From the moment we arrive, we accumulate our own layers of stories and experiences, remembered events and remembered emotions. Together, they become our own personal narratives.
But for something so integral, so basic to who we are, memory feels so fleetingly ethereal. The fragrance of a little sponge cake (perhaps Madeleine, perhaps Mawa), the rich salty taste of butter melting on a bun dipped in hot chai, the sounds of a particular street, the soft touch of a companion’s hand, the wistful sweetness of a moment. The utterly unique moment is here, and then it’s gone. And the only trace left behind of its existence is an imperfect imprint on our minds.
How can we preserve this memory? How can we capture a feeling or a sensation, a poignant moment, before it fades like the morning mist?
Bombay’s beautiful Irani Cafés have been fading into memory for years. They once numbered a few hundred. Now only twenty-five or so remain and more seem to close with each year. These cafés which were once part of the fabric of Bombay life are fading away steadily from the collective memory of the city.
All who know the Irani cafés nurture treasured stories of them. They were places for bunking off school, for bashful teenage trysts, for debating politics and cinema with the idealistic bravery of youth, for escaping – deeply – into a book, accompanied by endless chai. The Irani Cafés were lovely places for growing up – and for growing old.
And they were important places too. In a city all too busy making harsh social judgments, the Irani Cafés were truly shared spaces. Anyone could find refuge here for the few paise it took to buy a cup of chai – Christian, Muslim, Hindu, Parsi. The poor student, the famous artist, the tired taxi-wallah, even the hooker, shunned elsewhere. Differences leveled, tolerance a given. A city without these shared social spaces collapses into prejudice, dystopia and even violence.
But sooner or later, for all the love that people have for them, the Irani Cafés may all be gone. Faded away, unnoticed, in the rush.
In our own small way, we thought we could contribute to the capture of memory. We already pay homage to the Irani Cafés through design and food, but we thought we could go further and document and preserve actual recollections.
We gathered stories from those who know and love the Irani Cafés – guests at Dishoom, the owners of the remaining cafés, others in Bombay and London.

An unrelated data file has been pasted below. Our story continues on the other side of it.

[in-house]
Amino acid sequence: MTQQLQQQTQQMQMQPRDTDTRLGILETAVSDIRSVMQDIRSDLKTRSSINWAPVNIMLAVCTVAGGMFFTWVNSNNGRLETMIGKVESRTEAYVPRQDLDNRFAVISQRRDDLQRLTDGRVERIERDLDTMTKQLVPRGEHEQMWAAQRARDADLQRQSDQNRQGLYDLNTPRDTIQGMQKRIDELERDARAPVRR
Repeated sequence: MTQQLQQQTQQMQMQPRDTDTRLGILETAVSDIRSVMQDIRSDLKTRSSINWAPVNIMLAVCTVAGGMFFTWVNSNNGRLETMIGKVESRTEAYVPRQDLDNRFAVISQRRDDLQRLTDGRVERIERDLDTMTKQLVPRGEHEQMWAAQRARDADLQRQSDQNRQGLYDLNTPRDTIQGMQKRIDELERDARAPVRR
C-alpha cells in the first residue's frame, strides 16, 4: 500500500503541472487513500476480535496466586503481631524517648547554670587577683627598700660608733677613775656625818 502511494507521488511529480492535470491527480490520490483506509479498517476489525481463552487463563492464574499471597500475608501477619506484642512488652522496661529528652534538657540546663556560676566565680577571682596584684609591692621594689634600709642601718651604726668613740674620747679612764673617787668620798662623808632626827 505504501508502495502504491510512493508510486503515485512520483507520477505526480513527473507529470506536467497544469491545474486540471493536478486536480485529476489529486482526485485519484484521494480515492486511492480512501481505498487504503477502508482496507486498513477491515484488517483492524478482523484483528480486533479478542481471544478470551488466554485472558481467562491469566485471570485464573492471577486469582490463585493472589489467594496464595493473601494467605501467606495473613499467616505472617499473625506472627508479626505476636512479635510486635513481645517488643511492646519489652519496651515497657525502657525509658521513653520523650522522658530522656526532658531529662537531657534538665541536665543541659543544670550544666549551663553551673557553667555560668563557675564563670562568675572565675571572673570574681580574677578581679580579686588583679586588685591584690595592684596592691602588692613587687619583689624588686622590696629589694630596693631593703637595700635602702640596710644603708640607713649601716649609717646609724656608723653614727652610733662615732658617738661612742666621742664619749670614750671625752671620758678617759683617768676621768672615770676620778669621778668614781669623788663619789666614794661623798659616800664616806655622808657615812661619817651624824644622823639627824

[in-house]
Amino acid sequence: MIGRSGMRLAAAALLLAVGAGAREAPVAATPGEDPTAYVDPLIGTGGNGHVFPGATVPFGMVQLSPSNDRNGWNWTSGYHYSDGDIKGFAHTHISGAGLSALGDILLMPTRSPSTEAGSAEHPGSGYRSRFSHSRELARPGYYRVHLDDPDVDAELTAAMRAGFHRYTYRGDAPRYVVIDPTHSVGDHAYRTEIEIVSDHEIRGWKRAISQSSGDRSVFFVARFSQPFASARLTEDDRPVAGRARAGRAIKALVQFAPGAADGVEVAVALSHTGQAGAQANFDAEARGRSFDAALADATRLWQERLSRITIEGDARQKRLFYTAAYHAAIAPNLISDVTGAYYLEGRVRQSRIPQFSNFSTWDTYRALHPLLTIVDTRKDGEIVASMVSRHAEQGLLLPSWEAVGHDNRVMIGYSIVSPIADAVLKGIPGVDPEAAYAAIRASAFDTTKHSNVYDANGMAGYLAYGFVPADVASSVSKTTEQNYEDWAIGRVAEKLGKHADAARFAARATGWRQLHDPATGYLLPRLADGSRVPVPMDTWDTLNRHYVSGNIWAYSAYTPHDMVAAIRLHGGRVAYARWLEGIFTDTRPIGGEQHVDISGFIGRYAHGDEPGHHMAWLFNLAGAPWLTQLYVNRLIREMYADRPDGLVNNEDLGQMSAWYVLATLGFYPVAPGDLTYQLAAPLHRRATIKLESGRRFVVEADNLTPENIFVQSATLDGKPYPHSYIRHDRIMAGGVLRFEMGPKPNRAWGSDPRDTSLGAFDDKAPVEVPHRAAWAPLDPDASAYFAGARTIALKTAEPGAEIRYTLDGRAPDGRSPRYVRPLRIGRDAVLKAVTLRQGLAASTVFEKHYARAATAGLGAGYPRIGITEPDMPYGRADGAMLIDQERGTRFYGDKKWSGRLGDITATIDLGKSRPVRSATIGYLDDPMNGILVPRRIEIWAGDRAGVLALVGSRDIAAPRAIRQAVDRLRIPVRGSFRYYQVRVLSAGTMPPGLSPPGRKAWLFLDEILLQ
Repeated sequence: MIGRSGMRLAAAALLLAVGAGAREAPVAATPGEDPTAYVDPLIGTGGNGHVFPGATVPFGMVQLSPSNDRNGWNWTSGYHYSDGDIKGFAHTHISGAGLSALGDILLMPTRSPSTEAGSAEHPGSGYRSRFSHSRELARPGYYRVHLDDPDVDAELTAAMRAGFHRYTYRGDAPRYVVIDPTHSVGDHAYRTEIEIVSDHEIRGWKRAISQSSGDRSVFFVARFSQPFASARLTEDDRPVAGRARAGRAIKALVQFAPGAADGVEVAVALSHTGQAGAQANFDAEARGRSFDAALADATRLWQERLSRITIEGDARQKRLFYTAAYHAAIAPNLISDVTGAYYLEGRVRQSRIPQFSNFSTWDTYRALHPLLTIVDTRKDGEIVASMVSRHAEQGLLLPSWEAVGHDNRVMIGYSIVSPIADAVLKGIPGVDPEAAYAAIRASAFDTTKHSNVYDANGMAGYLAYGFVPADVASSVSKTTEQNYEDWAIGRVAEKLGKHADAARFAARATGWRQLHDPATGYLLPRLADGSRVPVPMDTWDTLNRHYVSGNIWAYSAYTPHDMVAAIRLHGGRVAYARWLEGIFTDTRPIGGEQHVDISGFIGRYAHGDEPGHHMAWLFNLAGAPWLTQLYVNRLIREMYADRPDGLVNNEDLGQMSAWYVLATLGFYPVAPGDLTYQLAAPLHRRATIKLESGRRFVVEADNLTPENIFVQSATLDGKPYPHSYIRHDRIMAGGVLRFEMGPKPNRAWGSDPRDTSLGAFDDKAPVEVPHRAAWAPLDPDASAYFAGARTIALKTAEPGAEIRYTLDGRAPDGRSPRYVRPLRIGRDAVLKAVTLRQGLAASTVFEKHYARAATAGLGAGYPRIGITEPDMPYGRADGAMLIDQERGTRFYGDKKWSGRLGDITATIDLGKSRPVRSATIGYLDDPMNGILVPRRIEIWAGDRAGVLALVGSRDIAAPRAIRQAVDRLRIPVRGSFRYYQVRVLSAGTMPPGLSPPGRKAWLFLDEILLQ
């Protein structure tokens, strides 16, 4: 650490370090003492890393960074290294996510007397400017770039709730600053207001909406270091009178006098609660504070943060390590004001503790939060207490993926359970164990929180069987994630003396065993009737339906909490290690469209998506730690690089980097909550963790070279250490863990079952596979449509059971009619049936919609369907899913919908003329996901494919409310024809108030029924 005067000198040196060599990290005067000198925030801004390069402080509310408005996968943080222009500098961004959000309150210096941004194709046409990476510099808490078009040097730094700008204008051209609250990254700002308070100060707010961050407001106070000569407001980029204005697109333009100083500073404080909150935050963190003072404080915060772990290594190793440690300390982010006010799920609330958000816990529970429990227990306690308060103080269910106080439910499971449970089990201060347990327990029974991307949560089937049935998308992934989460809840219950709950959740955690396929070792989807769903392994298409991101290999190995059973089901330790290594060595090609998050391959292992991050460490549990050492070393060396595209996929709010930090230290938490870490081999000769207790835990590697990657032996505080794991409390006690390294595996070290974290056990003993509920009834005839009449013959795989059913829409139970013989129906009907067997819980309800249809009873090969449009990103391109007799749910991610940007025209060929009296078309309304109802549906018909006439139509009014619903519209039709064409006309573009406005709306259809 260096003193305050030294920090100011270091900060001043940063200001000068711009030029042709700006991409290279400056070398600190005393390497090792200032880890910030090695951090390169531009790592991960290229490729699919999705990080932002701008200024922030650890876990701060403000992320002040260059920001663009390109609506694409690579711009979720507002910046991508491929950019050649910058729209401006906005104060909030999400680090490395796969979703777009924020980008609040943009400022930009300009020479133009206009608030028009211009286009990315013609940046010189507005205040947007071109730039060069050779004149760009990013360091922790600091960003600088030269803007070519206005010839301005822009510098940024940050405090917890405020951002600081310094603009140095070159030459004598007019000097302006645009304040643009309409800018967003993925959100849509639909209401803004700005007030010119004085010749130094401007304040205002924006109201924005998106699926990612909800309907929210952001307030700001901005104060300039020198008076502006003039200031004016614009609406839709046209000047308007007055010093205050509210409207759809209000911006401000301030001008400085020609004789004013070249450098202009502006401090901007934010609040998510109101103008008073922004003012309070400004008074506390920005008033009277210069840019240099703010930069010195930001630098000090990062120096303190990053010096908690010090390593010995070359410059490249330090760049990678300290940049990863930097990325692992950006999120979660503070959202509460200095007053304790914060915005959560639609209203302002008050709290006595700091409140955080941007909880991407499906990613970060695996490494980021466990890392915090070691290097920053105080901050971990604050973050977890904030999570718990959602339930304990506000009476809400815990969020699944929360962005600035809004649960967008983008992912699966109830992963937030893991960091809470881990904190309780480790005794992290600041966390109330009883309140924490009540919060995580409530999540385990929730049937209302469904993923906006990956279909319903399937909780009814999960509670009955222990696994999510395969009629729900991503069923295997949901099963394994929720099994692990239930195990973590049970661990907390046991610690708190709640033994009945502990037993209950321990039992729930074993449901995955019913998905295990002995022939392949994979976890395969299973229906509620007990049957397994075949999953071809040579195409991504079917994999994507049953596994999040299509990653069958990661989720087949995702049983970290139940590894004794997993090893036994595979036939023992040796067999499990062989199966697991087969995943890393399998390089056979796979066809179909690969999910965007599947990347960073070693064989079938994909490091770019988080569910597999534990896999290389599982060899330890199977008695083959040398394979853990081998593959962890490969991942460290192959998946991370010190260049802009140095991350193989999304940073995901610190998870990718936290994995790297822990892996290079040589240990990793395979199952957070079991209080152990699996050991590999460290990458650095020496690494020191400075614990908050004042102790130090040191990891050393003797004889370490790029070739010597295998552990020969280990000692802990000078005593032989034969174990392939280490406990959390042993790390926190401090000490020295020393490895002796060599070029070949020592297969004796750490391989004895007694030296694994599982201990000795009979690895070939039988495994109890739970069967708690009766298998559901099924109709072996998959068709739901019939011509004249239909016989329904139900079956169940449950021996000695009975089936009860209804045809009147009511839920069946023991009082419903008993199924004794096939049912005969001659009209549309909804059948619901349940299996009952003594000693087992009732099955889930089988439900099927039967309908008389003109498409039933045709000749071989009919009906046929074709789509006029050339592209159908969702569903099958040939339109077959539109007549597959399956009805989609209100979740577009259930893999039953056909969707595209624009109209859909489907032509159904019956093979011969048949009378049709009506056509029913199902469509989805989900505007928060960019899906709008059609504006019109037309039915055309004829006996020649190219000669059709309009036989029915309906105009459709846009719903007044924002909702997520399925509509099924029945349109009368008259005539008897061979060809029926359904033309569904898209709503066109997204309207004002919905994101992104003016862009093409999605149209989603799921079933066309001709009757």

We then literally baked these stories onto eighty of our plates (at 850C).
Now – if you come to Dishoom in Shoreditch, you’ll notice stories on the plates. You can read about marriage proposals, about cantankerous owners, about rotis so good they had to be flown across continents, about double omelets and sweet chai. If you pause briefly, you may even feel a sense of how those moments – now passed forever – actually felt.
It’s truly our honour and privilege to be doing the important work of preserving the memory and telling the stories of the Irani Cafés of 20th century Bombay.
We began working with Magic Breakfast in 2015, supporting them in their goal of ending hunger as a barrier to education in the UK. Over the years, we’ve developed lasting and loyal friendships with the incredible team and their partner schools. This month, we celebrate reaching the milestone of donating 10 million meals to hungry children in partnership with Magic Breakfast and Akshaya Patra. Magic Breakfast’s Head of Schools, Rachael Anderson, has kindly taken the time to reflect on the last six years of our work together, as well as sharing her thoughts on the profound impact the past twelve months have had.
Since 2015, for every Dishoom meal you’ve enjoyed (whether in the cafés, via delivery, or as a meal kit), we’ve donated a meal to a child that might otherwise go hungry. A meal for a meal. This month, as we reached the milestone of donating 10 million meals, we had occasion to catch up with our dear friends and long-term charity partners, Magic Breakfast and Akshaya Patra. The work both charities do to end hunger as a barrier to education is simply incredible and we’re extremely proud to be able to support them and the communities they serve in the UK and India, respectively. We kindly invite you to take a moment to hear their reflections on our partnership and on the impact of the very important work they do.
Uttapam are a fluffy savoury dosa, made with rice. They're usually enjoyed with savoury toppings but we particularly like ours with lashings of jaggery syrup and a thick, strained yoghurt. Chef Naved has shared his recipe for making an extra fluffy stack at home.
Our Old-Fashioned bottled cocktail takes its name from the Permit Room bar, found in every Dishoom and so named after the official term for all Bombay drinking establishments, in which, according to the Bombay Prohibition Act of 1949, only permit-holders may consume alcohol. Herein, liquor can be sold and imbibed, but only for the goodness of one’s health.
Though the doors of the Permit Room are closed for now, you can still enjoy our tipples in bottled form at home. Follow our lead to achieve the perfect pour, and transport yourself back to a cosy corner of the bar.